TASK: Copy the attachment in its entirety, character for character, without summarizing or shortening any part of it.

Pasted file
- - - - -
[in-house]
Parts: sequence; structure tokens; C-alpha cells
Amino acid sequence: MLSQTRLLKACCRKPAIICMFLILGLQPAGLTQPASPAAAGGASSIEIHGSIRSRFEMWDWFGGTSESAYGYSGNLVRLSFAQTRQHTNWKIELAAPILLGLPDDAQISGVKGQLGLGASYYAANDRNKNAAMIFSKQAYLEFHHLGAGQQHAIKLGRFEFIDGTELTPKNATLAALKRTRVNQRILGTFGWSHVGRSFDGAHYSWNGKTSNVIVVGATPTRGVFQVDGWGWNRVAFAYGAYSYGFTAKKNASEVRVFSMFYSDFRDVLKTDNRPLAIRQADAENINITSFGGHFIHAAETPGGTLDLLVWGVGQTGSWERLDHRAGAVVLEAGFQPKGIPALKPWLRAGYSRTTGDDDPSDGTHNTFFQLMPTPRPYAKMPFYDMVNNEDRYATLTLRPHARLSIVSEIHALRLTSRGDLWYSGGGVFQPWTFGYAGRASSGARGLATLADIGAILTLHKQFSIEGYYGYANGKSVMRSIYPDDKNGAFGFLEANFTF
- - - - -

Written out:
[in-house]
Parts: sequence; structure tokens; C-alpha cells
Amino acid sequence: MLSQTRLLKACCRKPAIICMFLILGLQPAGLTQPASPAAAGGASSIEIHGSIRSRFEMWDWFGGTSESAYGYSGNLVRLSFAQTRQHTNWKIELAAPILLGLPDDAQISGVKGQLGLGASYYAANDRNKNAAMIFSKQAYLEFHHLGAGQQHAIKLGRFEFIDGTELTPKNATLAALKRTRVNQRILGTFGWSHVGRSFDGAHYSWNGKTSNVIVVGATPTRGVFQVDGWGWNRVAFAYGAYSYGFTAKKNASEVRVFSMFYSDFRDVLKTDNRPLAIRQADAENINITSFGGHFIHAAETPGGTLDLLVWGVGQTGSWERLDHRAGAVVLEAGFQPKGIPALKPWLRAGYSRTTGDDDPSDGTHNTFFQLMPTPRPYAKMPFYDMVNNEDRYATLTLRPHARLSIVSEIHALRLTSRGDLWYSGGGVFQPWTFGYAGRASSGARGLATLADIGAILTLHKQFSIEGYYGYANGKSVMRSIYPDDKNGAFGFLEANFTF